Margaret Thatcher’s influence on the media

Margaret Thatcher is both a historical event and historical figure. Elected in 1979; she was Britain’s first female Prime Minister and head of the conservative party. Thatcher was well known for being controversial and being determined to make a change ruthlessly. She was loved and hated at the same time and although apparently loathed by the so-called majority; she was re-elected twice, making her the UK’s longest serving Prime Minister.

As Prime Minister; the media was bound to pretty much cover Thatcher’s every move. Being the leader of a country, what ever choices or decisions you make; you are judged or celebrated. Media platforms are the perfect place for this – the media spreads opinions, views and stories quickly, influencing public opinion in an attempt to either make or break you.

In 1984, she battled miners and several work unions – one of the biggest, most reported stories of our time. For a whole year; newspapers; television reports and radio reports were dominated by her facing the miners in a battle over wages and power.article-1160059-00B28D400000044C-233_468x286

Her persistence and determination eventually paid off when the miners returned to work in 1985. This huge event in history remains one of the most re-called and spoken about stories of our generation and is still incredibly important to those who were affected by it at the time and to those who supported her.

The introduction of poll tax, (council tax as it’s known today), in 1990 cause further up roar. Groups of people took to the streets to fight against another controversial change. Once again; the media was dominated by her and the struggle she had trying to get the country on her side. She was constantly labelled as evil and some what described like a pantomime villain. She was marmite – people loved to hate her.

Thatcher was just as interesting as a person, not just a politician. The media often commented on her private life as well as her successes as Prime Minister. After her very public breakdown in which her own party voted her out; she still remained very much in the public eye and had her heart and soul in politics. In 1990 she stepped down as Prime Minister and leader of the conservative party.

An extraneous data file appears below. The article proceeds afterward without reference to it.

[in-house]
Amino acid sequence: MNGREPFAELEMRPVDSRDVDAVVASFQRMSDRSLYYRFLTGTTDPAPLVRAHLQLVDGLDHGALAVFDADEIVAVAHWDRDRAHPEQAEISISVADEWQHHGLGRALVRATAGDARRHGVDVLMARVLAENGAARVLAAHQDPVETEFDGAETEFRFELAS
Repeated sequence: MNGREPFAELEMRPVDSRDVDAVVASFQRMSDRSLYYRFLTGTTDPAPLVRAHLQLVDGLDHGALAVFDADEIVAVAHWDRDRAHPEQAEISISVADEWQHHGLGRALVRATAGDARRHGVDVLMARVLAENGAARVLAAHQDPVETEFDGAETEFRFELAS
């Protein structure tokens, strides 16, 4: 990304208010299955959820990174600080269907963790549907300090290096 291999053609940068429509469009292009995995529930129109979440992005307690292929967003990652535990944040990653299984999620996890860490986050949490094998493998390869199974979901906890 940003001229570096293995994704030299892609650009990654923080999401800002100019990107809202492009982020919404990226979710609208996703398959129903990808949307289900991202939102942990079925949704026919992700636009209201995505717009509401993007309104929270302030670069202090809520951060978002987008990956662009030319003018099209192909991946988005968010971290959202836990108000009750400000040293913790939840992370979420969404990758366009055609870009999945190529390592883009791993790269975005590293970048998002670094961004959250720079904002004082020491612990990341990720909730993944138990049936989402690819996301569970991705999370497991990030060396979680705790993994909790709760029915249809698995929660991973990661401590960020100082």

In 2011; a biopic film; ‘The Iron Lady’ based on Thatcher’s life, was released. Thatchers was portrayed by Meryl Streep and the film won countless awards. The film portrayed Thatcher as a strong, powerful and incredibly determined woman who strived to do her best in everything. It showed a side to the Prime Minister that us as the public, maybe failed to see. We watched her love life depicted on screen and the small town in which she grew up. How much of this was true or exaggerated for the film? We don’t know, but it was an extremely popular film and its success shows the interest people still have for Thatcher.

8th April 2013; Thatcher passed away and the media took over. People rushed to social networking sites, such as Twitter or Facebook to pay their condolences. Although; further controversy was caused over a number of things. Some members of the public decided to take her death as an opportunity to celebrate and mock her, making it very clear of their thoughts about Thatcher. The government also decided to announce that they would be paying for Thatcher’s funeral – causing a great deal of further media coverage. Weeks after Thatcher’s death, the media was still dominated by the huge event and some part of me thinks where ever she may be now, that she was probably laughing – saying something like: ”Ha! I had the public one last time!”